With the assembly task presented as a series of images, the user needs to be able to identify the sequence in which the images are to be followed.


How to present the images so the user understands the sequence the images are to be interpreted.


  • Images are not viewed in isolation; users will compare images in a sequence to identify changes between images, before and after the assembly task, to understand required actions and resultant state. In order to do this successfully they need to know the order of the images/steps.
  • Reading images in sequence is a culturally learnt skill and it should not be assumed people will read image sequences according to the cultural norm of the author. In Western countries this is left to right top to bottom, but people from other cultures will not necessarily do this.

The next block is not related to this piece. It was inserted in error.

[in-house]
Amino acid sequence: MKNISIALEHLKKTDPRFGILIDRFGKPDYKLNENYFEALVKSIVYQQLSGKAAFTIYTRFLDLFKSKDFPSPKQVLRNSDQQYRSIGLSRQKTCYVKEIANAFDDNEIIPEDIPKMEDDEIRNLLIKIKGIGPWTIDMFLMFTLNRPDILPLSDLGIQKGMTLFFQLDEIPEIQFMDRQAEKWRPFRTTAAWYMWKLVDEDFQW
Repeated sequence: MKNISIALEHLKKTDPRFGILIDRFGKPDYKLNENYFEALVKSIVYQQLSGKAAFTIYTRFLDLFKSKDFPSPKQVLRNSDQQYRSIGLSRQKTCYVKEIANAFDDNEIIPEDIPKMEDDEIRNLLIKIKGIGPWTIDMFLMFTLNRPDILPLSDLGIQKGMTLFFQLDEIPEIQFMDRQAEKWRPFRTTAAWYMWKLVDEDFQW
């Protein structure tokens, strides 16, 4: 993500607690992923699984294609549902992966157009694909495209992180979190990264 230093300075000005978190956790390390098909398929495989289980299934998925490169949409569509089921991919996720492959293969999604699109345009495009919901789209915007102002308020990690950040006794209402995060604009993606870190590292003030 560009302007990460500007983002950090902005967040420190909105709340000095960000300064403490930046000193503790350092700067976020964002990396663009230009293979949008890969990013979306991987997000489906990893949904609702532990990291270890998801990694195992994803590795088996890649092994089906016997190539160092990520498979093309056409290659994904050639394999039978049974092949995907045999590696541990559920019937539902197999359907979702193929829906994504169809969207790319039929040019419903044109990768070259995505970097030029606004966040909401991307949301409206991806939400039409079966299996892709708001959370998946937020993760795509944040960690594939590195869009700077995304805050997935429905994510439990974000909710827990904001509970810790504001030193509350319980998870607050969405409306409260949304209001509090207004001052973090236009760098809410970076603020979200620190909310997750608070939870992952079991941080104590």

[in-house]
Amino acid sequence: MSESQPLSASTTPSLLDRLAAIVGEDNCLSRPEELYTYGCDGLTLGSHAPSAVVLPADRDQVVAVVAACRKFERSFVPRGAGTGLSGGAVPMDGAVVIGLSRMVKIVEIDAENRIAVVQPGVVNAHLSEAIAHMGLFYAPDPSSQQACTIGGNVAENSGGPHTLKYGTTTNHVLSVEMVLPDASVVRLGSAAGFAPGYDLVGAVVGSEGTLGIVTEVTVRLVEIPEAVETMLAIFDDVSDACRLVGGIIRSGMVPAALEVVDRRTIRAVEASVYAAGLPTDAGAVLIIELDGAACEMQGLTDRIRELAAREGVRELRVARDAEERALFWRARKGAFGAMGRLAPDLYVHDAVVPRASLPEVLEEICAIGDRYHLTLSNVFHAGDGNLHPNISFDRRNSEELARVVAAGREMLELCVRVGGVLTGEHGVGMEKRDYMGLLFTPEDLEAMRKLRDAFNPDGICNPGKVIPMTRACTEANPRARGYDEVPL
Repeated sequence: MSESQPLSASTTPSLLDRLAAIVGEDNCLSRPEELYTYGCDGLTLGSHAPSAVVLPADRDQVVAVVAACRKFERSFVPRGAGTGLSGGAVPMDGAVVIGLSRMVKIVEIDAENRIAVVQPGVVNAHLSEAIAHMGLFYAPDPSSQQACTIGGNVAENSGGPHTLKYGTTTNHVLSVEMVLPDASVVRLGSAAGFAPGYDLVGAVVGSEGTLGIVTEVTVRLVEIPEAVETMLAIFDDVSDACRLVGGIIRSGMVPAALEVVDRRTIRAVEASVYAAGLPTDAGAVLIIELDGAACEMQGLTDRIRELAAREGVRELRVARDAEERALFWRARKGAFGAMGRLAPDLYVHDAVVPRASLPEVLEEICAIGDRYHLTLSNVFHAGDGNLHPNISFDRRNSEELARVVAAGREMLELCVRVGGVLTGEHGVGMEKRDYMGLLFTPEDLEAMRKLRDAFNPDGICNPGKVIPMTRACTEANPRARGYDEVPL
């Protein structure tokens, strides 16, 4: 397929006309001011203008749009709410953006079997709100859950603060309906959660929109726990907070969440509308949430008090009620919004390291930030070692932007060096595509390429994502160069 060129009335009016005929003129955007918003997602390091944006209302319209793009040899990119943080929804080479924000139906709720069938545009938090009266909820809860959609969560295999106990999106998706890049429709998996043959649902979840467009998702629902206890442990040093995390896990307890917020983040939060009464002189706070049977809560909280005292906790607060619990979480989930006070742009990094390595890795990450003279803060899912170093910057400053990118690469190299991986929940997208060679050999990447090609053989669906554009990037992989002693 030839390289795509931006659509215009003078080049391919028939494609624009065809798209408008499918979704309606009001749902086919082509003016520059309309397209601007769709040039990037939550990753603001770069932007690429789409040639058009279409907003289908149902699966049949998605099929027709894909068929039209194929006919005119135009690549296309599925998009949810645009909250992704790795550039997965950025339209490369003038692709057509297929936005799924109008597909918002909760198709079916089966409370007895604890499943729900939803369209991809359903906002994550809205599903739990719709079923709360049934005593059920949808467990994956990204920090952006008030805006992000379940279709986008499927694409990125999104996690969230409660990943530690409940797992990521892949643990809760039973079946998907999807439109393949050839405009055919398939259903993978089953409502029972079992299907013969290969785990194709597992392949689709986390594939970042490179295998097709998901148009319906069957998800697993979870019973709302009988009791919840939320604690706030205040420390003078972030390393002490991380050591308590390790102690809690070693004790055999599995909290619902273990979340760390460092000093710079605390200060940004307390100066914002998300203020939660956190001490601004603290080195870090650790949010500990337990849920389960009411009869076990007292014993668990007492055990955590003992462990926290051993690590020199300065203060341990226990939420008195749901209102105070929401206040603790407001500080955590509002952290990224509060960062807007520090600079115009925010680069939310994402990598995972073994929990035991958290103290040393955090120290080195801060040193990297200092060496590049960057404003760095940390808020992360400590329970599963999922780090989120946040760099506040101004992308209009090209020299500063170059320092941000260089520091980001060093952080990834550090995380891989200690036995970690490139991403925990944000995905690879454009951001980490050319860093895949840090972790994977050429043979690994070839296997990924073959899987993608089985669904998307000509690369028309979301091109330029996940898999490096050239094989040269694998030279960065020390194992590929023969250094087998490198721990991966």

Images must be clearly numbered in a consistent and prominent location that does not interfere with the images. Western style numbering is well understood in many cultures, but may need to be changed in some cross cultural settings.

Each image needs to be distinct and perceived as separate from the images for the preceding and following steps.

Gestalt principles for arranging images should be referred to, so that elements such as the sequence number and the image it refers to are perceived as related.


Heiser & Tversky, (2003)

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Related Patterns:



For the action/state pairs to be understood they need to be read in the correct sequence.


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